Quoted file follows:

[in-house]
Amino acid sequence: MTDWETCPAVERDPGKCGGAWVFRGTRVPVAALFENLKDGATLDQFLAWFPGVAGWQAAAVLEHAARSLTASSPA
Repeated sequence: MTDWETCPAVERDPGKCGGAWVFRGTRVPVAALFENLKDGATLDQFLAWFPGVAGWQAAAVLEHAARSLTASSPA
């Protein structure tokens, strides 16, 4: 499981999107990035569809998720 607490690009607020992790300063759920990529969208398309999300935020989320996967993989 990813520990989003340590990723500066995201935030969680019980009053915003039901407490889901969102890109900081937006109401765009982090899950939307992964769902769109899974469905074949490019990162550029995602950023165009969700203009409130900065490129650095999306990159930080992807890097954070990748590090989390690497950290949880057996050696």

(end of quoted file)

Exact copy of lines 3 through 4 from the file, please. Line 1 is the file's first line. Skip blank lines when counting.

Repeated sequence: MTDWETCPAVERDPGKCGGAWVFRGTRVPVAALFENLKDGATLDQFLAWFPGVAGWQAAAVLEHAARSLTASSPA
């Protein structure tokens, strides 16, 4: 499981999107990035569809998720 607490690009607020992790300063759920990529969208398309999300935020989320996967993989 990813520990989003340590990723500066995201935030969680019980009053915003039901407490889901969102890109900081937006109401765009982090899950939307992964769902769109899974469905074949490019990162550029995602950023165009969700203009409130900065490129650095999306990159930080992807890097954070990748590090989390690497950290949880057996050696």